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Passionate Programmer Question.

 
Greenhorn
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I am a junior at Penn State University pursuing a major in Computer Science. Beyond knowledge taken from the classroom and related work, I code a lot of java web applications on the side. What additional steps can I take to ensure a solid foundation for a career in software development? Do you have any suggestions for internships or work experience I should try and get under my belt? Thanks in advance.

Chris
 
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Hey Chris!

I don't want to downplay the value of internships, but I'd focus on stuff you can do on your own time and under your own control. Here are three ideas:

  • Open Source - Pick an open source project to either start (harder) or contribute to (easier) or both. If you're not feeling quite confident enough to start adding features, find one with a test suite that isn't complete and start adding tests. Use a test coverage analysis tool and just fill in the blanks. You'll end up discovering code that's hard to test, which will lead to refactorings. It's an excellent experience and will expose you to other passionate members of the community (great networking!) as well as round out stuff you can include in your portfolio/resume when you're looking for work.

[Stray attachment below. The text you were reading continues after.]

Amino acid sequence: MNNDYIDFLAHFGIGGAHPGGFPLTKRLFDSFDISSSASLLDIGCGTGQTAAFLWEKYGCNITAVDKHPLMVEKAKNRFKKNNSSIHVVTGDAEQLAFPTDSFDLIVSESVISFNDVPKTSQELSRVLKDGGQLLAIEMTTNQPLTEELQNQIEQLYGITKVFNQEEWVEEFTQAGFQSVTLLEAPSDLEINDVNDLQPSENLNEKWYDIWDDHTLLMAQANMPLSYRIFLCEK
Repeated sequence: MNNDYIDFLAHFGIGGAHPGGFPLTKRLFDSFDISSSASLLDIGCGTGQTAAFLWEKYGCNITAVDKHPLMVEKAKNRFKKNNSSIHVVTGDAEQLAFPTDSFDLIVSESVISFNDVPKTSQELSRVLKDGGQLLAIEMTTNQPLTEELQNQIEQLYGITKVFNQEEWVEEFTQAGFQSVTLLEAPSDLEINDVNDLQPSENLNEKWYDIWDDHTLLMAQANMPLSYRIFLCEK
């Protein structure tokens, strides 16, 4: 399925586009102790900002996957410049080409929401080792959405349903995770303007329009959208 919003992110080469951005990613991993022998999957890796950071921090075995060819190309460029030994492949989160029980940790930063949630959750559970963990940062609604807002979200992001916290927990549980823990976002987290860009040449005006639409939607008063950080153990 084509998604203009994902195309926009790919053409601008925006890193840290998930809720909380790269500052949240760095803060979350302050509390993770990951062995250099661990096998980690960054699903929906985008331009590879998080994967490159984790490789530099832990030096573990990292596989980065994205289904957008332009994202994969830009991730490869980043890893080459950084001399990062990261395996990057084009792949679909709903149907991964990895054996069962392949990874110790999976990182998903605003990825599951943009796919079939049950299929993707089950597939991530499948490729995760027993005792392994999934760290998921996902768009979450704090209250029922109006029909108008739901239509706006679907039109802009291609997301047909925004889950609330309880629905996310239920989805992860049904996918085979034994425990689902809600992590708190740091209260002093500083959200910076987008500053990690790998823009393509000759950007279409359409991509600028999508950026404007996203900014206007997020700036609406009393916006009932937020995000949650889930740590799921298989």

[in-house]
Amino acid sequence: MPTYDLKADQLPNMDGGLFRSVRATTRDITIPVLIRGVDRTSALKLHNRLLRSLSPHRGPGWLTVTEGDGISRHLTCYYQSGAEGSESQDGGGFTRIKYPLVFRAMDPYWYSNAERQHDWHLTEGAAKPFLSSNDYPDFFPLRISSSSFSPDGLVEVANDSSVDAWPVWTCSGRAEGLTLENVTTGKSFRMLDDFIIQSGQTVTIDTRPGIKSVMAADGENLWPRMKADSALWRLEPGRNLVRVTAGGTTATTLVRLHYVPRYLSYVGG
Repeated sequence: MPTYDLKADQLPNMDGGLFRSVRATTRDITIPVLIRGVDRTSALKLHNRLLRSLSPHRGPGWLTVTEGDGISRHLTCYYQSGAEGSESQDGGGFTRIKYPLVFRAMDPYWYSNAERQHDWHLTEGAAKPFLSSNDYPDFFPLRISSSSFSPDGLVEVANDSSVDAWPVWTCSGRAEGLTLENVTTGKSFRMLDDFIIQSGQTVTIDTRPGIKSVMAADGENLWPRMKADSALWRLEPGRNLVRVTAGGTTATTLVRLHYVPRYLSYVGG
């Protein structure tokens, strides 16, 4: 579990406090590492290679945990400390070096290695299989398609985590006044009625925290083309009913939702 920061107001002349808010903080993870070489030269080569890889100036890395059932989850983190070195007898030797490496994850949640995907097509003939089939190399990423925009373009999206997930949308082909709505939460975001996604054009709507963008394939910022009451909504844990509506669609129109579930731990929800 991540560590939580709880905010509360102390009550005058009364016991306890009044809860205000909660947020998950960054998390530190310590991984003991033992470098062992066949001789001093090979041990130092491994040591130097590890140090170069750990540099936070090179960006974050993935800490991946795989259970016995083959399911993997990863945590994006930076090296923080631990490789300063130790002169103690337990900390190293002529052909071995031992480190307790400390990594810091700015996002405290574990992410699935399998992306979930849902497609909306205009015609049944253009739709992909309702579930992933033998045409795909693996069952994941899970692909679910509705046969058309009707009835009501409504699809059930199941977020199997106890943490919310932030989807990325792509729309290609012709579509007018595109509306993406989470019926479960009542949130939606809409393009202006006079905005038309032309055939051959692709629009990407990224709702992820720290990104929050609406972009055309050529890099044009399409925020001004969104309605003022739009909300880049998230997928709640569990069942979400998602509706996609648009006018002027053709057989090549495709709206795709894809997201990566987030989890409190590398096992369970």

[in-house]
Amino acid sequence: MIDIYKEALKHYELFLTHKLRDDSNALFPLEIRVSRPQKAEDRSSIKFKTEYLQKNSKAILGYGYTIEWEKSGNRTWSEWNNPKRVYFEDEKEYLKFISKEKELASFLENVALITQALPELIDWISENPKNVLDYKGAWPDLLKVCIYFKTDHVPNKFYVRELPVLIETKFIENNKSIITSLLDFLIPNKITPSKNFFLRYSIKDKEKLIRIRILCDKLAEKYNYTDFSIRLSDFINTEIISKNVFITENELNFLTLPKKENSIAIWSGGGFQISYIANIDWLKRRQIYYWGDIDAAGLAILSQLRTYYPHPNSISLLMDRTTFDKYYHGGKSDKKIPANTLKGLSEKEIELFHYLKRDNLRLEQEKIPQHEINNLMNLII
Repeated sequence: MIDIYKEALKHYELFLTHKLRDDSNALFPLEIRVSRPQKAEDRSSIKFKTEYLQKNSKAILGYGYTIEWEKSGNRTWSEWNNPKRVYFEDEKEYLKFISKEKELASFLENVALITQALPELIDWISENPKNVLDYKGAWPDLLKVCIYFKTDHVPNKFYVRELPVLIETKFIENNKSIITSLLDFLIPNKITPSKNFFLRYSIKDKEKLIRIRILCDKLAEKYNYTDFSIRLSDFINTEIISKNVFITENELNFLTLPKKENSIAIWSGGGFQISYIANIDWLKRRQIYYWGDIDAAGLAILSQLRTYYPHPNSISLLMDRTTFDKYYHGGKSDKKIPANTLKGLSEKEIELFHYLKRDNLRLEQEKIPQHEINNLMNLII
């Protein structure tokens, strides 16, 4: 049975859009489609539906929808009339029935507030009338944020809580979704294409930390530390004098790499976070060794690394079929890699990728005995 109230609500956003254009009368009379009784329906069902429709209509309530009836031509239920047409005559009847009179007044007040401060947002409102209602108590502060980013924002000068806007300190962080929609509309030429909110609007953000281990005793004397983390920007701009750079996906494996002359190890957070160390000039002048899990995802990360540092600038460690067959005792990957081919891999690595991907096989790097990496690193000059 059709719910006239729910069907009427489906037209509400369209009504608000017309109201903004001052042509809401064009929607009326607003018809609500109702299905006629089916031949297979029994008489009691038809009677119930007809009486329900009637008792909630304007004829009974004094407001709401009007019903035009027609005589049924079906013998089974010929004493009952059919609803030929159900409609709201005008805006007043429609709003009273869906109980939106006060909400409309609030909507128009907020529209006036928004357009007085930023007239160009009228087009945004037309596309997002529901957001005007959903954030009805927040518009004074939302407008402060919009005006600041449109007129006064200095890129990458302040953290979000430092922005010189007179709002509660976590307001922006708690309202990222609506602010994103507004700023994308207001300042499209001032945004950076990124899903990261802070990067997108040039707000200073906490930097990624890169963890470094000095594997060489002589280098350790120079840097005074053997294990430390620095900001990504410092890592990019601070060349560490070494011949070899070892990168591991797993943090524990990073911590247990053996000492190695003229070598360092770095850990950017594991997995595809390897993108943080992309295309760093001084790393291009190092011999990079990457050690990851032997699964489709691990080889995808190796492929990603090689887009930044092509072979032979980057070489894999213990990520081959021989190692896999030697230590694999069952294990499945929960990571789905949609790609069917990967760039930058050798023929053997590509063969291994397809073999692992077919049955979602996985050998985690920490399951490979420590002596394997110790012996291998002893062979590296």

• Speaking - Try attending and then preparing a presentation for a local user group meeting (or an on-campus meeting if you're more comfortable with that). Get your name out there and also get some experience presenting your ideas to others in a group setting. It's one of the most critical skills to success in a business environment and there's just not enough focus on it in academic curricula. If you can present your technical ideas in the form of a speech, you can interview better, interact with business customers more effectively, teach your co-workers, etc. You can also get more "famous" for what that's worth
  • Writing - If you don't have a weblog, start one. If you do, start focusing on publishing content that people link to. You can find tons of iffy lists of ways to get more links, but the way you should focus on is writing content that is worth reading and teaches people something. Do this enough, and you won't even have to look for a job by the time you graduate. Potential employers will be contacting you.


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    Chris,
    In addition to what Chad said, learn good practices. I blogged about educating software developers earlier in the year. This post covers why good practices matter and their lack of coverage in school.
     
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